Polymer degradation is a change in the properties—tensile strength, color, shape, etc.—of a polymer or polymer-based product under the influence of one or more environmental factors such as heat, light or chemicals such as acids, alkalis and some salts.

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In polymer chemistry, polymerization is a process of reacting monomer molecules together in a chemical reaction to form polymer chains or three-dimensional networks.

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Printed circuit board

A printed circuit board (PCB) mechanically supports and electrically connects electronic components or electrical components using conductive tracks, pads and other features etched from one or more sheet layers of copper laminated onto and/or between sheet layers of a non-conductive substrate.

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Printing is a process for reproducing text and images using a master form or template.

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Proteins are large biomolecules, or macromolecules, consisting of one or more long chains of amino acid residues.

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Psoralen (also called psoralene) is the parent compound in a family of natural products known as furocoumarins.

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Psoriasis is a long-lasting autoimmune disease characterized by patches of abnormal skin.

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Pterygium refers to any winglike triangular membrane occurring in the neck, eyes, knees, elbows, ankles or digits.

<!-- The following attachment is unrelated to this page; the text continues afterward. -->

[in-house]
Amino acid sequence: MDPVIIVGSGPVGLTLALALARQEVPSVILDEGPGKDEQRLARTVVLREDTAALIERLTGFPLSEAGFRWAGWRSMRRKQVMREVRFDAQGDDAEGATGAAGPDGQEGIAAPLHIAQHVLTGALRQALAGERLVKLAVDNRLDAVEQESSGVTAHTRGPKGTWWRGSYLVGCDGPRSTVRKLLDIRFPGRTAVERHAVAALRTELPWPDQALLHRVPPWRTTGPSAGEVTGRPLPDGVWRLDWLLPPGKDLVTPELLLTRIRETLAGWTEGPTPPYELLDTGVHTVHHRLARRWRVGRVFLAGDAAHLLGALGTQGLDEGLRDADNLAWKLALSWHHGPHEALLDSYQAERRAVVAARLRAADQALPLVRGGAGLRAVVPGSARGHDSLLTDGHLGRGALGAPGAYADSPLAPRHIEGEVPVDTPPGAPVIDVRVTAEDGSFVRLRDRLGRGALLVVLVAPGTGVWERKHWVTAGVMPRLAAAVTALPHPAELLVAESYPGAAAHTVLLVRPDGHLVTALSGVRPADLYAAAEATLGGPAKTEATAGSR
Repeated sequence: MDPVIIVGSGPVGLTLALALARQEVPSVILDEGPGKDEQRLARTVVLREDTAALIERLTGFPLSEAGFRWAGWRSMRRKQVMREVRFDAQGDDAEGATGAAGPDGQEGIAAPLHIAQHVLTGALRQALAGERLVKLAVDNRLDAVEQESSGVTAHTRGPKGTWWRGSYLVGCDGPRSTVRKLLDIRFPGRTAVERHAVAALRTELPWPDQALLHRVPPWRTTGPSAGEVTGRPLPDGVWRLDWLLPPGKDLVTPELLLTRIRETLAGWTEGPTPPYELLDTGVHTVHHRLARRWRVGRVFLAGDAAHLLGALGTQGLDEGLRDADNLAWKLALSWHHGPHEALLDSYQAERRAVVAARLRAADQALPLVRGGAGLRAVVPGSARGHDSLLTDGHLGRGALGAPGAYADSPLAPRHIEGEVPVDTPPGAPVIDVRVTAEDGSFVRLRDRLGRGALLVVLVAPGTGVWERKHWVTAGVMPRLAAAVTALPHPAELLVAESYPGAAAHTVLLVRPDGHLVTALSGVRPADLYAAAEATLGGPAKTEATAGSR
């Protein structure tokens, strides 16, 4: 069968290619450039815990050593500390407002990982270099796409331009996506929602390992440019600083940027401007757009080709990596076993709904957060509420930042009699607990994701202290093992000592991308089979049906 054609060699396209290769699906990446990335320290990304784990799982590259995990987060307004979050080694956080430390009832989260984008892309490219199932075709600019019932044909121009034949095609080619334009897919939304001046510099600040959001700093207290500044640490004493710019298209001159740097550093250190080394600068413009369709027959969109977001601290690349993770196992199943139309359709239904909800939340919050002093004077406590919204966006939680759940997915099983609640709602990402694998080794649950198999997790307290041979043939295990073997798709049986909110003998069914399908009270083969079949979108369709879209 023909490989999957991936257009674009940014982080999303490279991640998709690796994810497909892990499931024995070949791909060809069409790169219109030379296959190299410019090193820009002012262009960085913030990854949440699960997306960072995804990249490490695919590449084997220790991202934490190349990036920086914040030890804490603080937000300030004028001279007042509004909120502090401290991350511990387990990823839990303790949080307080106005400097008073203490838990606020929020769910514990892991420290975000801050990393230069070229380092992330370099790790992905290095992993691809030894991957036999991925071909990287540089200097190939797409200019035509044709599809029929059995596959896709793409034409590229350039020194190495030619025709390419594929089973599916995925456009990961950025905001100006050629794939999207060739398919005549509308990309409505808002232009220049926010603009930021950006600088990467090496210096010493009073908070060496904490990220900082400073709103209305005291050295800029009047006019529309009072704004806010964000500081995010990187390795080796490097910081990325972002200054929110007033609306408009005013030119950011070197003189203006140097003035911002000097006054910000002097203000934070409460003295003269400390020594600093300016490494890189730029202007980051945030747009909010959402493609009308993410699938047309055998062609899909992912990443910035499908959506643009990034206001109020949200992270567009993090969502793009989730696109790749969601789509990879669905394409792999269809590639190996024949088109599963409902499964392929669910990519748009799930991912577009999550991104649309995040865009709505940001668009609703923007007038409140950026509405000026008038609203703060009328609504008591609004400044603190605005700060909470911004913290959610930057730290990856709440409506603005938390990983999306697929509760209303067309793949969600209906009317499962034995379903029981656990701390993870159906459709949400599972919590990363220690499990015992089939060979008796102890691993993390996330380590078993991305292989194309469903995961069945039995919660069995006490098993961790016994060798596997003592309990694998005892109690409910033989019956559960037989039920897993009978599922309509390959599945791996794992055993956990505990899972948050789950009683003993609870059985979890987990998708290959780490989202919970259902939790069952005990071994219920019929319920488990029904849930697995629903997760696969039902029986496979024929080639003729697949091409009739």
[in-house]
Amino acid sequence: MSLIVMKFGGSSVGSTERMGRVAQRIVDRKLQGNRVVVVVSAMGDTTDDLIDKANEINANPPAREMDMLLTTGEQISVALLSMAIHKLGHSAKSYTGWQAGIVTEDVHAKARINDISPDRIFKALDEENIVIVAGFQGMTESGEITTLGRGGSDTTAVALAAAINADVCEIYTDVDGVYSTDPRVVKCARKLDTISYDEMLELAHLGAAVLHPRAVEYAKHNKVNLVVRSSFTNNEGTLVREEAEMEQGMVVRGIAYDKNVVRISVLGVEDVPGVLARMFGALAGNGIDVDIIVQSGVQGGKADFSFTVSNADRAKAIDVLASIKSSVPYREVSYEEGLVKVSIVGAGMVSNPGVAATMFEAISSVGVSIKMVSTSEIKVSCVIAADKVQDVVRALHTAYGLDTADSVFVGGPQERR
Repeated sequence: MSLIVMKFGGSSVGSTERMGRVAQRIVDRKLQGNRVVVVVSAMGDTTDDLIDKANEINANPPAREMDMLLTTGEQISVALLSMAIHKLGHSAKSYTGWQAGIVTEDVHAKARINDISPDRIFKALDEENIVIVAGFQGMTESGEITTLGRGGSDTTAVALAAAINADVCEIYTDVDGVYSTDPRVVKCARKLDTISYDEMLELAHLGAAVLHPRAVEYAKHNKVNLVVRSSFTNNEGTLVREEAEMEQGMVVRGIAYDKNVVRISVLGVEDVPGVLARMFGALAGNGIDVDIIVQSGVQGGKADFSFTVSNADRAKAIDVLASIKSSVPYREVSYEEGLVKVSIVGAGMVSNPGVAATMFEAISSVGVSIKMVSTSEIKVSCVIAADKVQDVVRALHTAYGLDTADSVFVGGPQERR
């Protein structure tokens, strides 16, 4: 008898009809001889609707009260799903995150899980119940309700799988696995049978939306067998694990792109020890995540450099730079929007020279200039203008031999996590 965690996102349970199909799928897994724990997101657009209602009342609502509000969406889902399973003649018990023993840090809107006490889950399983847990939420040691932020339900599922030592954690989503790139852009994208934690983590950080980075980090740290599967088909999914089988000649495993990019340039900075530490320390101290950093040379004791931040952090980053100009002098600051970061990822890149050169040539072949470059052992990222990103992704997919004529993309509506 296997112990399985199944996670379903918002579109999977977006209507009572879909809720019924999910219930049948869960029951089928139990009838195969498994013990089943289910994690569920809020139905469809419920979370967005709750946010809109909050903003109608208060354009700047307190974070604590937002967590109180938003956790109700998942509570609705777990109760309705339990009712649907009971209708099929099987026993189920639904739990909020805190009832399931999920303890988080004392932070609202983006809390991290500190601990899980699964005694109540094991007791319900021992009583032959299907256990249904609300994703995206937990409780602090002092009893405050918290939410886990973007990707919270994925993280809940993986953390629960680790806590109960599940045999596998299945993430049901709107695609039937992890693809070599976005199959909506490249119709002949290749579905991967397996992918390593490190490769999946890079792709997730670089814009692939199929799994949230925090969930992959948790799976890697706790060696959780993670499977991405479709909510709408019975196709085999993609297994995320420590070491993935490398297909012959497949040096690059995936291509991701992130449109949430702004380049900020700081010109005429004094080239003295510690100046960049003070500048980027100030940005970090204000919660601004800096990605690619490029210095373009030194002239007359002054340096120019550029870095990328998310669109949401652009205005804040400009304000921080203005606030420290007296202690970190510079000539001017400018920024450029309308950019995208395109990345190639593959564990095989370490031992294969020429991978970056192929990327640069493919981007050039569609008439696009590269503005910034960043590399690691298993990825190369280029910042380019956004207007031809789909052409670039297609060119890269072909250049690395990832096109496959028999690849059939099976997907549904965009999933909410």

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PUVA therapy

PUVA (psoralen and ultraviolet A) is an ultraviolet light therapy treatment for eczema, psoriasis, graft-versus-host disease, vitiligo, mycosis fungoides, large-plaque parapsoriasis and cutaneous T-cell lymphoma using the sensitizing effects of the drug psoralen.

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Pyrimidine is an aromatic heterocyclic organic compound similar to pyridine.

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Pyrimidine dimer

Pyrimidine dimers are molecular lesions formed from thymine or cytosine bases in DNA via photochemical reactions.

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Quartz is a mineral composed of silicon and oxygen atoms in a continuous framework of SiO4 silicon–oxygen tetrahedra, with each oxygen being shared between two tetrahedra, giving an overall chemical formula of SiO2.

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In physics, radiation is the emission or transmission of energy in the form of waves or particles through space or through a material medium.

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A radiometer or roentgenometer is a device for measuring the radiant flux (power) of electromagnetic radiation.